A Chrome extension now takes your CPU cycles to mine cryptocurrency for the developer
Just a few days ago news broke that The Pirate Bay had embedded a cryptocurrency mining script within their website code, which was using visitor’s CPU cycles to generate revenue instead of using traditional advertising. Theirs was a 24-hour trial, and the script has been removed and the original advertising reinstated.
Earlier today a new version of the free Chrome extension, ‘SafeBrowse,’ was also found to have the same cryptocurrency mining script from CoinHive embedded in its code. Users started leaving one-star reviews and posting on Reddit shortly after the extension was updated, complaining of high CPU usage in the 60 to 100 percent range. The current version showing on the Chrome Webstore is 3.2.25, which appears to be the affected version.
BleepingComputer tested the extension themselves and found that “The impact on our test computer was felt immediately.” The extension itself used over 60 percent of their CPU cycles, and the overall CPU utilization would jump between approximately 70 to 100 percent. Usage remained high for the entire time that Chrome was open, and only closing the browser (or presumably disabling the extension) would let things return to normal. Like the incident with The Pirate Bay, it is an interesting way to gather revenue in place of advertising, but SafeBrowse has made the same mistake of implementing it without notifying users. Also, the script is configurable, and they appear to have it set to one of the more resource hungry modes with one user complaining that their CPU usage was around three times higher than when they visited The Pirate Bay.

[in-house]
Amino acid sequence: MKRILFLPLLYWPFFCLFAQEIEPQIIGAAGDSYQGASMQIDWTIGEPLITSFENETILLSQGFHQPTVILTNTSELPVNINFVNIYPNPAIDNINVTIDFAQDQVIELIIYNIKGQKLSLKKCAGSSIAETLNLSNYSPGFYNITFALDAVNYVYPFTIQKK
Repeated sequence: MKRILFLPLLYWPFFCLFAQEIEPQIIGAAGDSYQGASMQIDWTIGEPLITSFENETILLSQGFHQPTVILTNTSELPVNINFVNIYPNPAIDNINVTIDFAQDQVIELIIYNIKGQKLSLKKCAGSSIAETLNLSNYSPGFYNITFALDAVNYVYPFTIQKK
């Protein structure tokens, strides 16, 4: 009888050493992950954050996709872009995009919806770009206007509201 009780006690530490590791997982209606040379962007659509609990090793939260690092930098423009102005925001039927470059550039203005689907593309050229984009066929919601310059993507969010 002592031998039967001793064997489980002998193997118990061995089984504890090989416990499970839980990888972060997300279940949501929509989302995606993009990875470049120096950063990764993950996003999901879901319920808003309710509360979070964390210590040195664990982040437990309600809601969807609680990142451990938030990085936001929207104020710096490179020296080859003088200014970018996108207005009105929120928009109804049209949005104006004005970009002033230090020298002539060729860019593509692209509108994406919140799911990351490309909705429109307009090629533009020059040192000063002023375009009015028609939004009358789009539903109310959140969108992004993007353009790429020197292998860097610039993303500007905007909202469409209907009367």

SafeBrowse is currently installed on slightly over 140,000 machines, and despite the name, it isn’t a security-focused plugin. It is designed to by-pass linking services such as adf.ly where you must view an advert for a few seconds before continuing, so it can be disabled or removed without compromising user security.